He had lost his ability to remember the simplest of things. Since he’d been in St. Mungos’ he’d slowly lost the ability to write, use the bathroom properly and use cutlery. It was heartbreaking to watch him stare at a plate and know that he no longer knew how to use the utensils that he had been taught to use since he was three. He used to love food, and now he loathed it because he had to be fed like a child. Mum was always trying to help but she…she was just so sad. I would talk to Dad as he struggled, acting as if life was back to normal. But harsh reality was always looming over me. Sometimes it was too painful to watch.

 

He couldn’t play chess with me.

 

The moment when he forgot was the hardest. I had cried for what felt like years, each tear on my cheek stung like a slap because I was being so fucking selfish.

 

The doctors were adamant that he would live for at least one more year. But I knew he was fading quicker than that. He couldn’t walk anymore, he was bed bound. Soon, he would forget how to talk. And then finally…how to breathe.

 

 I didn’t understand, every child was born into the world, able to breathe normally. But the infection was so deep that it was starting to cut everything. He would never be the same again and I don’t think he would ever want to.

 

And in the end, everything was worth nothing. And my father who once stood proud and tall was reduced to a state that could only be described as pitiful. Because there is no glory in illness. There is no meaning to it. There is no honour in dying of. The poison was consuming him, extracting everything he ever loved, ever enjoyed from him

 

And finally. It happened.

 

---

 

He was sat up in his bed, his quidditch blanket splayed over the top of it. He was staring out of the window. He enjoyed watching the sun rise in the mornings, he found the colours pretty. He had looked at me, face blank and eyes drooping. I smiled wanly, my own eyes fixated on his yellowing face, one that looked like aging parchment. He had gone through so much to just forget it all. I hate the word forget. Forget, Forgotten, Forgot. Fuck it all. The lack of life in his eyes made me wince and I remembered the times when there was so much spark and vitality within them. He used to laugh so much but you wouldn’t have known that from the dull brown of his eyes. The only way you could have possibly guessed was from his fading laugh lines at the corner of his eyes and mouth.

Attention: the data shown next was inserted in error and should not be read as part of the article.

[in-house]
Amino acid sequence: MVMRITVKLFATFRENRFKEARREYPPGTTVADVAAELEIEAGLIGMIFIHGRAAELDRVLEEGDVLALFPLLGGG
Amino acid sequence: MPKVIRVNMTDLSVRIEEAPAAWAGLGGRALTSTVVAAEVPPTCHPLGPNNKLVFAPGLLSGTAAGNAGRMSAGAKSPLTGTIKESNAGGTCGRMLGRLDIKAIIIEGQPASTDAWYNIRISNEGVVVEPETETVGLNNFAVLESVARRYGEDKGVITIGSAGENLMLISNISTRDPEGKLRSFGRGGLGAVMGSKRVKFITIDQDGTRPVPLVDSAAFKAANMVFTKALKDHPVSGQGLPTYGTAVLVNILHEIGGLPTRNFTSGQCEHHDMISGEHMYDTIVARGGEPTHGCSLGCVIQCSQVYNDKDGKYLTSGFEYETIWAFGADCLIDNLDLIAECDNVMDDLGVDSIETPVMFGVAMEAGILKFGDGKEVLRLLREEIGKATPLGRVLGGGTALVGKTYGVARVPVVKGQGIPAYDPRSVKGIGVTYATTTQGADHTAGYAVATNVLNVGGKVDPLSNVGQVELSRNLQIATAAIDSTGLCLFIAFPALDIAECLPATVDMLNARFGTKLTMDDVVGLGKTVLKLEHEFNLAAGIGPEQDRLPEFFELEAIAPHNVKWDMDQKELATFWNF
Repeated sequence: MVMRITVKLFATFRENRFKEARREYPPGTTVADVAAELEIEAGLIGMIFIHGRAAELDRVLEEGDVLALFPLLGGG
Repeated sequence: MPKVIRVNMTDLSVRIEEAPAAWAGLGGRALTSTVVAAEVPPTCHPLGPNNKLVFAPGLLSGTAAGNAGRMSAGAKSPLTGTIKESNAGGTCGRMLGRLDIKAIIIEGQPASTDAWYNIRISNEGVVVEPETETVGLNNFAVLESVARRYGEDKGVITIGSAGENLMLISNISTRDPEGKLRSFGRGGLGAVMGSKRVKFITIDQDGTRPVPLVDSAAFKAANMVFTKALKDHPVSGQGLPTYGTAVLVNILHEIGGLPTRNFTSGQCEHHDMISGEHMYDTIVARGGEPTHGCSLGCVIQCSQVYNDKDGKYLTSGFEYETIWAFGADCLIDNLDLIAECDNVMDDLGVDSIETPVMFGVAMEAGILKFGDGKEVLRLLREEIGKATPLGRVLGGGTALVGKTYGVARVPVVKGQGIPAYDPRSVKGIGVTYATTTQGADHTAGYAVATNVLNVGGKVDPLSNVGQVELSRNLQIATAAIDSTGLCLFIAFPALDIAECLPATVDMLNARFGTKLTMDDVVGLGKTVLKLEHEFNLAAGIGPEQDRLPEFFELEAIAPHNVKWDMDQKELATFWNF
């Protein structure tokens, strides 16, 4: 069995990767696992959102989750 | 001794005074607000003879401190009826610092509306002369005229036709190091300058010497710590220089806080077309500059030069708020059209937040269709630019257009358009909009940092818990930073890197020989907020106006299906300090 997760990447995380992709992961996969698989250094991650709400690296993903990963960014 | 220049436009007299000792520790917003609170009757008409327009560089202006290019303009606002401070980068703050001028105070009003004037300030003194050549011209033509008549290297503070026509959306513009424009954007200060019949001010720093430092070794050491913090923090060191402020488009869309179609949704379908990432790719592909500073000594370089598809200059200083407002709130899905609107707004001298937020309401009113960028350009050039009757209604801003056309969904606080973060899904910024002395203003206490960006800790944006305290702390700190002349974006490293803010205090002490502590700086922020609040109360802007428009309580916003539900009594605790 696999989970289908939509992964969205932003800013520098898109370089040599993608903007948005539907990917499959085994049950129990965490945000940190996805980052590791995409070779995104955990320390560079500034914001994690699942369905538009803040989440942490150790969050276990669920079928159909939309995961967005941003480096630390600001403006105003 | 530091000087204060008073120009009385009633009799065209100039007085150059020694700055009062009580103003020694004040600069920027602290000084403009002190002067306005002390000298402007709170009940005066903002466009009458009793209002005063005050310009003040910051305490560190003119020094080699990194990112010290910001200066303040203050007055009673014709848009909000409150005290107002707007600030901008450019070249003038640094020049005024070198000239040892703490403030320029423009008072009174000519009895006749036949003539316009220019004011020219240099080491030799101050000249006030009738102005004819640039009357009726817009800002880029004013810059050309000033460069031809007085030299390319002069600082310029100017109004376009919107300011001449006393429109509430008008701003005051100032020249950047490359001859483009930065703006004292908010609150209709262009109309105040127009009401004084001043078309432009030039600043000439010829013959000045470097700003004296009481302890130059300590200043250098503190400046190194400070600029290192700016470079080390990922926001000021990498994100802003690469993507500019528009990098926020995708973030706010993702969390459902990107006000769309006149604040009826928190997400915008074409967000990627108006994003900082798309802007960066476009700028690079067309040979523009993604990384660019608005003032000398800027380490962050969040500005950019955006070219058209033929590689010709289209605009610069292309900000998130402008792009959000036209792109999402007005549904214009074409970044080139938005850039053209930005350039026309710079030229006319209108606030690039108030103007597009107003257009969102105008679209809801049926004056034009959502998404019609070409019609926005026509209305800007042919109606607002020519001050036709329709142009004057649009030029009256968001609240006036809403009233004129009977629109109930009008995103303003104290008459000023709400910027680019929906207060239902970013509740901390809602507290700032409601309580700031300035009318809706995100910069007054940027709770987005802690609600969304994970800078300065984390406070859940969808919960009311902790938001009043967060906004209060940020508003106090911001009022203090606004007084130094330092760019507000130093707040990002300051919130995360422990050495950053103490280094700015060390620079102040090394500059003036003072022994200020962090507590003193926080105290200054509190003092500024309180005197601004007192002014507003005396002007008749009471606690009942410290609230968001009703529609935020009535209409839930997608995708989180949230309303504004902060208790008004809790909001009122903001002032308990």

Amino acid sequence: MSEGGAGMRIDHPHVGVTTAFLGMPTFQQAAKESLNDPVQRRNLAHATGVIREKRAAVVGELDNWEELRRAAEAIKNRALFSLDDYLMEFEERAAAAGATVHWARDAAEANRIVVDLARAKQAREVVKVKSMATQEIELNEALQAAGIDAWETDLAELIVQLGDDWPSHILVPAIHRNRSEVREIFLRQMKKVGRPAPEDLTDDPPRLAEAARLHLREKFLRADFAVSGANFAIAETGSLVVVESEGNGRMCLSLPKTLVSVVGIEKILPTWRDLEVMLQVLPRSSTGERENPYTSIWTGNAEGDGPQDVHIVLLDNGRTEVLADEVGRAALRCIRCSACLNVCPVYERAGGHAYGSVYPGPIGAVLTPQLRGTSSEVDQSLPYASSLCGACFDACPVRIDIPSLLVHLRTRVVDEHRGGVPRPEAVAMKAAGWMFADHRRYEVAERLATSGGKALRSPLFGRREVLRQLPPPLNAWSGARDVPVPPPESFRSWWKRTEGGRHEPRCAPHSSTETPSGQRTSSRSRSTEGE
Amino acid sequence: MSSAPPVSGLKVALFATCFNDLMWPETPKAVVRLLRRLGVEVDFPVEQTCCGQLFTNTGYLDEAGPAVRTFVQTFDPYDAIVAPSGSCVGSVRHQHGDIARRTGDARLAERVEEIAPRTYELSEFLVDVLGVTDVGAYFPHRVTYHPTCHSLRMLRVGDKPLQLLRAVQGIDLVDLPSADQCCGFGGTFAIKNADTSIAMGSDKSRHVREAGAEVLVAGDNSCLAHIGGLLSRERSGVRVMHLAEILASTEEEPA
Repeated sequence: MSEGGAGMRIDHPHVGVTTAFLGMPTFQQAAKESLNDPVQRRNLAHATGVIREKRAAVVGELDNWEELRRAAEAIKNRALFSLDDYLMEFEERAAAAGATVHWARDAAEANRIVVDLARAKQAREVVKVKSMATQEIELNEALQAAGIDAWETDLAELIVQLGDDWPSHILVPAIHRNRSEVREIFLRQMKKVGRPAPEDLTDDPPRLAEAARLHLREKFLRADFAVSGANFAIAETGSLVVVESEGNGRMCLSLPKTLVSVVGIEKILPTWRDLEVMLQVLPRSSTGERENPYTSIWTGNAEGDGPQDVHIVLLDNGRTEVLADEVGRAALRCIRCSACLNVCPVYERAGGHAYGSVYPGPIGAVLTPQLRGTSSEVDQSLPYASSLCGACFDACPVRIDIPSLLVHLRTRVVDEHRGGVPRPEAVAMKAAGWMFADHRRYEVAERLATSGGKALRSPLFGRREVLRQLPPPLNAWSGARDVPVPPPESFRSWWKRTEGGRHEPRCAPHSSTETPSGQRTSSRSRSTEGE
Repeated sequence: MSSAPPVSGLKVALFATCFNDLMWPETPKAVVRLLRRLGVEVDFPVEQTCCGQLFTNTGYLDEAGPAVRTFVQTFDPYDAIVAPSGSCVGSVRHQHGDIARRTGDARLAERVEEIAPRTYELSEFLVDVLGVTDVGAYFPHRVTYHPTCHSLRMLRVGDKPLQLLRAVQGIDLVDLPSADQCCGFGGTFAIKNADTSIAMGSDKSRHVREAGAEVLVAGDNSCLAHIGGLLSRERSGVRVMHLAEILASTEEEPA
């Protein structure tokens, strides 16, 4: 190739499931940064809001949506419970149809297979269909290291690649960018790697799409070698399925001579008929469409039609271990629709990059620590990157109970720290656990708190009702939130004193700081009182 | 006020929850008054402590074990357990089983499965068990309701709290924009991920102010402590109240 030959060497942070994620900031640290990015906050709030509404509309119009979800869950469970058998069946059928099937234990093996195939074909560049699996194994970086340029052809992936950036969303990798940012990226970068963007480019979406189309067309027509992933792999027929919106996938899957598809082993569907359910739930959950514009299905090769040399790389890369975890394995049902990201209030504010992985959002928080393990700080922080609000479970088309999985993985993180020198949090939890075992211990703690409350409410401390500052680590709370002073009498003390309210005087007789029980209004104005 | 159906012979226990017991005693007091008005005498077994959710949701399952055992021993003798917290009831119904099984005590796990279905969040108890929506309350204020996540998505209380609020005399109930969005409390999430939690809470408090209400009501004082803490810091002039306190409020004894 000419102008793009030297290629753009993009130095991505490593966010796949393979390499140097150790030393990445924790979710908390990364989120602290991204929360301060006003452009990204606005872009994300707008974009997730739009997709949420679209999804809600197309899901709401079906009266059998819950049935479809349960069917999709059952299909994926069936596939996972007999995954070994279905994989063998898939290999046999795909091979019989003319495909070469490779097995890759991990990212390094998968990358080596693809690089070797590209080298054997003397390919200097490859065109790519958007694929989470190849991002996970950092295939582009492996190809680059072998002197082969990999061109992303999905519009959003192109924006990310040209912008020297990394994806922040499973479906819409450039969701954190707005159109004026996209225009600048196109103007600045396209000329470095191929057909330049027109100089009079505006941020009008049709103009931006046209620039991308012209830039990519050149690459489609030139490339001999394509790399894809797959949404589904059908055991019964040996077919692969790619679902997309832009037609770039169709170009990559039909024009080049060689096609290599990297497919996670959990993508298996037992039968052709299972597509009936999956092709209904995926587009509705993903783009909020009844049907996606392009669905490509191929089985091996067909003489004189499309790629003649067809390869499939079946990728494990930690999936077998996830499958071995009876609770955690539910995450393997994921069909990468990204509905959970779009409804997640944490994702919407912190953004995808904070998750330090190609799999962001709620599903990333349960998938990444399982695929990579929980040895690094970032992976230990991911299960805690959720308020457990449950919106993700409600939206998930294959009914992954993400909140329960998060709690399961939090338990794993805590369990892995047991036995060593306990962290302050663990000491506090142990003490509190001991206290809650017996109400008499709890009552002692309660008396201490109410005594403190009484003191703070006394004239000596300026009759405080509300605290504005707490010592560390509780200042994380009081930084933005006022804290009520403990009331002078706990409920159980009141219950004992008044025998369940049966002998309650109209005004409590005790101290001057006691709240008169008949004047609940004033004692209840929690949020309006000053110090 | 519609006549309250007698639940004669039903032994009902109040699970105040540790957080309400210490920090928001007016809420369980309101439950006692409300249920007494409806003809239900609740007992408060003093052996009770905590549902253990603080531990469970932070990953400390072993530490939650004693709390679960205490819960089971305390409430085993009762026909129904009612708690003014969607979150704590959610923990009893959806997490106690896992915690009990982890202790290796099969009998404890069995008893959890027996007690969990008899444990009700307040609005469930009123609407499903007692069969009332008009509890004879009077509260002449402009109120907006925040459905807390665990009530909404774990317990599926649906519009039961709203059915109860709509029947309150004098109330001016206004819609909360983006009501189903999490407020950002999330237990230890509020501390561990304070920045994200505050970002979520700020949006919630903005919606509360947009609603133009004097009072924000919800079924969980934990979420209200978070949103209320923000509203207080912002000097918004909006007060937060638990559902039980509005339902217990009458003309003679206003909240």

He had leaned back into his pillow, his breathing soft but slow. I was reading to him, as I always did, the same set of wizard fairy tales that he had adored. He never moved whilst I read; I guess I should have known from that.

 

As I hit the end of a paragraph and my voice no longer echoed around the ward, I heard the small rasping gasps he was making. I snapped my head up and saw his face, blank except for his open mouth, his body stock still paralysed with parasites that inhabited his mind. But his eyes were terrible. Huge, wide and welling with fear.

 

I grasped his hand in mine, as he blinked once, then again and then fell into a death’s awaiting arms.

 




 

Thank you very much for reading my story, I hope you enjoyed it. This was writting for the John Green Quotes Challenge over at HPFF forums, a competition started by Jess The Enthusiast. The quote that was used in this story was: Because there is no glory in illness. There is no meaning to it. There is no honour in dying of. - from The Fault In Our Stars by John Green.

This story was written with some very important people in mind, so I hope that this touched you and that you felt something through my words.

Lots of love,

Maz